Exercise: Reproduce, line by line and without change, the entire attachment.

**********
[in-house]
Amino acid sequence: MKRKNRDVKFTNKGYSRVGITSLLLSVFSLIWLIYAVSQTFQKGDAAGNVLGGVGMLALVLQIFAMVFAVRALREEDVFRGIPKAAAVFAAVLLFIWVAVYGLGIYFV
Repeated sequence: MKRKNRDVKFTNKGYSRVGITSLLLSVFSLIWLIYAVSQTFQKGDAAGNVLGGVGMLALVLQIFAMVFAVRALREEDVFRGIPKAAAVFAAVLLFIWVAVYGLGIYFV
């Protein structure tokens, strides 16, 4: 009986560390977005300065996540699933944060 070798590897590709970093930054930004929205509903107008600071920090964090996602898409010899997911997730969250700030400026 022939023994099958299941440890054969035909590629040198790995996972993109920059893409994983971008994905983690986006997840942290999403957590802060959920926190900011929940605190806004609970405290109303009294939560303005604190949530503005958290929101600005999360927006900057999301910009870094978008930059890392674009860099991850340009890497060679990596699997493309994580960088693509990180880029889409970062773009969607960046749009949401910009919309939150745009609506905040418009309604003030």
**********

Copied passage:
[in-house]
Amino acid sequence: MKRKNRDVKFTNKGYSRVGITSLLLSVFSLIWLIYAVSQTFQKGDAAGNVLGGVGMLALVLQIFAMVFAVRALREEDVFRGIPKAAAVFAAVLLFIWVAVYGLGIYFV
Repeated sequence: MKRKNRDVKFTNKGYSRVGITSLLLSVFSLIWLIYAVSQTFQKGDAAGNVLGGVGMLALVLQIFAMVFAVRALREEDVFRGIPKAAAVFAAVLLFIWVAVYGLGIYFV
């Protein structure tokens, strides 16, 4: 009986560390977005300065996540699933944060 070798590897590709970093930054930004929205509903107008600071920090964090996602898409010899997911997730969250700030400026 022939023994099958299941440890054969035909590629040198790995996972993109920059893409994983971008994905983690986006997840942290999403957590802060959920926190900011929940605190806004609970405290109303009294939560303005604190949530503005958290929101600005999360927006900057999301910009870094978008930059890392674009860099991850340009890497060679990596699997493309994580960088693509990180880029889409970062773009969607960046749009949401910009919309939150745009609506905040418009309604003030």